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    There won't be one to give you. First, what you are likely to find is that few, if any, lawyers have a fee agreement that is specific to underinsured claims. Rather, they are generally going to have a fee agreement that they use for all personal injury/contingent fee work. Second, each law firm comes up with their own fee agreements. While there will often be things in them that are common among many firms, there are also going to differences. I've not read the actual agreement the second lawyer gave you and thus cannot say if there is something really unusual or problematic with it. I can tell you that the standard in the legal profession is that the client sets the strategic, i,e, overall, goals for the representation and the client's consent is needed for major decisions in the representation, like approval of the settlement. On the other hand, the lawyer is the one who decides the various tactical matters, like what motions to file, how various documents are drafted, what discovery to seek, etc. This is also reflected in the Pennsylvania Rules of Professional Conduct that govern how lawyers practice law. Rule 1.2 states:

    1.2 Scope of Representation and Allocation of Authority Between Client and Lawyer

    (a) Subject to paragraphs (c) and (d), a lawyer shall abide by a client's decisions concerning the objectives of representation and, as required by Rule 1.4, shall consult with the client as to the means by which they are to be pursued. A lawyer may take such action on behalf of the client as is impliedly authorized to carry out the representation. A lawyer shall abide by a client's decision whether to settle a matter. In a criminal case, the lawyer shall abide by the client's decision, after consultation with the lawyer, as to a plea to be entered, whether to waive jury trial and whether the client will testify.

    (b) A lawyer's representation of a client, including representation by appointment, does not constitute an endorsement of the client's political, economic, social or moral views or activities.

    (c) A lawyer may limit the scope of the representation if the limitation is reasonable under the circumstances and the client gives informed consent.

    (d) A lawyer shall not counsel a client to engage, or assist a client, in conduct that the lawyer knows is criminal or fraudulent, but a lawyer may discuss the legal consequences of any proposed course of conduct with a client and may counsel or assist a client to make a good faith effort to determine the validity, scope, meaning or application of the law.

    (e) A lawyer may counsel or assist a client regarding conduct expressly permitted by Pennsylvania law, provided that the lawyer counsels the client about the legal consequences, under other applicable law, of the client’s proposed course of conduct.

    If the fee agreement seems to allow the lawyer to settle the case without your approval, then before you sign it ask the lawyer to amend the agreement to make it clear that your consent is needed for any settlement of the case. Ifyou want to approve costs over a certain amount, ask for that to be included. That's something I put in my fee agreements.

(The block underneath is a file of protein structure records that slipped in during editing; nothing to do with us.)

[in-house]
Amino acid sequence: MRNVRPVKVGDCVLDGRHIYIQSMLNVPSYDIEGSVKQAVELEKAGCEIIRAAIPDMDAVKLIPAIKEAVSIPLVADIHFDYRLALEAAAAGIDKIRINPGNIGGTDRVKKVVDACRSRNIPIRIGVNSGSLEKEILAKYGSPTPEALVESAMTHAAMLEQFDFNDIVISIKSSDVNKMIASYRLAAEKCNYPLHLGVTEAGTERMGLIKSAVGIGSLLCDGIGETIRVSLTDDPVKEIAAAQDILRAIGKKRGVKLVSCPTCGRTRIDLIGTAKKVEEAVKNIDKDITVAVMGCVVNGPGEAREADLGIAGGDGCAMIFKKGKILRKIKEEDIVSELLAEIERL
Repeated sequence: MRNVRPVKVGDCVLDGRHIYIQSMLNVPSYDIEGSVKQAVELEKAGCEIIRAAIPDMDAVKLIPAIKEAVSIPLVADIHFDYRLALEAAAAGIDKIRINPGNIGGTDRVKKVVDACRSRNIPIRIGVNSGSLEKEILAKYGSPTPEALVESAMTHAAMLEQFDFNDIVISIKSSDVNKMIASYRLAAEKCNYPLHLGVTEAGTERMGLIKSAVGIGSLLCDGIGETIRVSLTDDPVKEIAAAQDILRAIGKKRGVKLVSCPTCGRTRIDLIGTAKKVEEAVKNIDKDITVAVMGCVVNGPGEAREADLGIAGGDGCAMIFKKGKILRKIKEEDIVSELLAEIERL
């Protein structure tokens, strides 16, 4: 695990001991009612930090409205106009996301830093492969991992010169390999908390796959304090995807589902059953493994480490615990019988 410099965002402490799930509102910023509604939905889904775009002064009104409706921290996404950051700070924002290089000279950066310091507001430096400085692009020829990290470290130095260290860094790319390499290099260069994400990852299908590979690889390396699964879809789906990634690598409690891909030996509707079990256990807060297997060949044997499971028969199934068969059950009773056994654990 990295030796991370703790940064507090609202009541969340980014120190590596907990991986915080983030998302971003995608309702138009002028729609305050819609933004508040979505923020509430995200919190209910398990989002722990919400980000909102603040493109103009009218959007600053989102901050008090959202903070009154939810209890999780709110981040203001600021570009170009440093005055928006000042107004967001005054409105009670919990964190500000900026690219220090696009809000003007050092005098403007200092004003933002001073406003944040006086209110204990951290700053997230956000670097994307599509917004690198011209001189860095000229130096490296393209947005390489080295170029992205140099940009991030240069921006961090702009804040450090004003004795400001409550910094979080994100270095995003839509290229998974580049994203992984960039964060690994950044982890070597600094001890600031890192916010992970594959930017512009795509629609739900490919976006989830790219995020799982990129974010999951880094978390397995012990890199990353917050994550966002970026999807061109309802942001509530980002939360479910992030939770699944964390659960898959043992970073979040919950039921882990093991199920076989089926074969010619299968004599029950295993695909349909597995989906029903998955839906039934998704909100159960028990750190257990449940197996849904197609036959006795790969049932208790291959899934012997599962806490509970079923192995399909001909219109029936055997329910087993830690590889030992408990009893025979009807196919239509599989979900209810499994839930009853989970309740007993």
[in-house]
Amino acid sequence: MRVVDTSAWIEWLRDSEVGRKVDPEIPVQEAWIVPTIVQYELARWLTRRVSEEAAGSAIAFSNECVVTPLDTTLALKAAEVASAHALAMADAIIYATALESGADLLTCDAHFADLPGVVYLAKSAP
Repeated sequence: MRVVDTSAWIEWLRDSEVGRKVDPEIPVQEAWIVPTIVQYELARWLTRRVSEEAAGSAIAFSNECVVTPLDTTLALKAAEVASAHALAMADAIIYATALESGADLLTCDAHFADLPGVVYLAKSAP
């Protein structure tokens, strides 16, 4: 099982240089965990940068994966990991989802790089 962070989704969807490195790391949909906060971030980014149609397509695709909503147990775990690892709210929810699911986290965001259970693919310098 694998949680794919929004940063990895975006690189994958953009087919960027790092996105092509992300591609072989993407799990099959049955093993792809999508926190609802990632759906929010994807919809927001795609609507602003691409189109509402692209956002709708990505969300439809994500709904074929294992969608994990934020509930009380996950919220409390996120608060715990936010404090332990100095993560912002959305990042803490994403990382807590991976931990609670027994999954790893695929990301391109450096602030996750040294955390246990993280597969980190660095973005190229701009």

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  5. garyS-NJ

    garyS-NJ Law Topic Starter New Member

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    Thanks! I did dismiss my first lawyer and havent retained the replacement yet. My question is regarding the replacement retainer.
     
  6. Redemptionman

    Redemptionman Member

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    What is not clear. Do you have court ordered discharge or a release from the previous attorney to not pursue legal fees out of your UIM? That is the only way I could see pursuing another firm for representation. These contracts are strict but I have never heard of a release consent to your attorney to operate outside your authorization to settle the case on your behalf. Most all the contracts I have seen state the opposite that the Plaintiff's has to agree to settlement.

    Not sure if that violates the rules of civil procedure for your area or attorney behavior? I hope you realize that if you agree to another contract with similar terms to what you just expressed in your OP then you could probably lose something along the lines of 60-70 percent of any potential judgement if the original attorney attaches a lien to any UIM settlement. This is why it is so important to select the best firm up front so you are not left in a situation like this. I would shop this around with a few large scale personal injury firms in your area. They are the ones that typical don't care much about you as an individual but get you the most money FAST. I wish you luck with it and hope for a great outcome for you.

    -- RM
     
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  7. garyS-NJ

    garyS-NJ Law Topic Starter New Member